PREPUBLICATION COPY – UNCORRECTED PROOFS THE NATIONAL ACADEMIES PRESS 500 Fifth Street, NW Washington, DC 20001 This activity was supported by contracts between the National Academy of Sciences and Arnold Ventures (unnumbered) and the Robert Wood Johnson Foundation (unnumbered). Any opinions, findings, conclusions, or recommendations expressed in this publication do not necessarily reflect the views of any organization or agency that provided support for the project. International Standard Book Number-13: 978-0-309-XXXXX-X International Standard Book Number-10: 0-309-XXXXX-X Digital Object Identifier: https://doi.org/10.17226/25945 Additional copies of this publication are available from the National Academies Press, 500 Fifth Street, NW, Keck 360, Washington, DC 20001; (800) 624-6242 or (202) 334-3313; http://www.nap.edu. Copyright 2020 by the National Academy of Sciences. All rights reserved. Printed in the United States of America Suggested citation: National Academies of Sciences, Engineering, and Medicine. 2020. Decarcerating Correctional Facilities during COVID-19: Advancing Health, Equity, and Safety. Washington, DC: The National Academies Press. doi: https://doi.org/10.17226/25945.

PREPUBLICATION COPY – UNCORRECTED PROOFS The National Academy of Sciences was established in 1863 by an Act of Congress, signed by President Lincoln, as a private, nongovernmental institution to advise the nation on issues related to science and technology. Members are elected by their peers for outstanding contributions to research. Dr. Marcia McNutt is president. The National Academy of Engineering was established in 1964 under the charter of the National Academy of Sciences to bring the practices of engineering to advising the nation. Members are elected by their peers for extraordinary contributions to engineering. Dr. John L. Anderson is president. The National Academy of Medicine (formerly the Institute of Medicine) was established in 1970 under the charter of the National Academy of Sciences to advise the nation on medical and health issues. Members are elected by their peers for distinguished contributions to medicine and health. Dr. Victor J. Dzau is president. The three Academies work together as the National Academies of Sciences, Engineering, and Medicine to provide independent, objective analysis and advice to the nation and conduct other activities to solve complex problems and inform public policy decisions. The National Academies also encourage education and research, recognize outstanding contributions to knowledge, and increase public understanding in matters of science, engineering, and medicine. Learn more about the National Academies of Sciences, Engineering, and Medicine at www.nationalacademies.org.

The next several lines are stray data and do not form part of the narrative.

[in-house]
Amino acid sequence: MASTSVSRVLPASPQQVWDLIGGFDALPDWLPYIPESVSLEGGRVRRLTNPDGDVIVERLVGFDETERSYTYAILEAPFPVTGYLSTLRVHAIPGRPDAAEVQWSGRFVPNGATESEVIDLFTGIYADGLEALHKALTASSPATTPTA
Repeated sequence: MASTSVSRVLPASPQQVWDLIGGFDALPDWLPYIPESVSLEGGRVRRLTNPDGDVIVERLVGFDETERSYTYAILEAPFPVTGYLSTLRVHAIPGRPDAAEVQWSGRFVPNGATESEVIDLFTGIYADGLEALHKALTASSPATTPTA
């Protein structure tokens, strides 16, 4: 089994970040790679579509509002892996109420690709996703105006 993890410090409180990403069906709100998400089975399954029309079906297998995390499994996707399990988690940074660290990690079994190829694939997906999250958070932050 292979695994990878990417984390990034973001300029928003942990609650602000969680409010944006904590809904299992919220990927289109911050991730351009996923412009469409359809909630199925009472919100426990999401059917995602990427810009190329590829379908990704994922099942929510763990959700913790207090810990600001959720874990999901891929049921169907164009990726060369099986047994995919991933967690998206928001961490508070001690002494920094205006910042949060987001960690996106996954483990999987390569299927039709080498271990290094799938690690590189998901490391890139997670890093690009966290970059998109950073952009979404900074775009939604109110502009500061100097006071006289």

PREPUBLICATION COPY – UNCORRECTED PROOFS Consensus Study Reports published by the National Academies of Sciences, Engineering, and Medicine document the evidence-based consensus on the study’s statement of task by an authoring committee of experts. Reports typically include findings, conclusions, and recommendations based on information gathered by the committee and the committee’s deliberations. Each report has been subjected to a rigorous and independent peer-review process and it represents the position of the National Academies on the statement of task. Proceedings published by the National Academies of Sciences, Engineering, and Medicine chronicle the presentations and discussions at a workshop, symposium, or other event convened by the National Academies. The statements and opinions contained in proceedings are those of the participants and are not endorsed by other participants, the planning committee, or the National Academies. For information about other products and activities of the National Academies, please visit www.nationalacademies.org/about/whatwedo.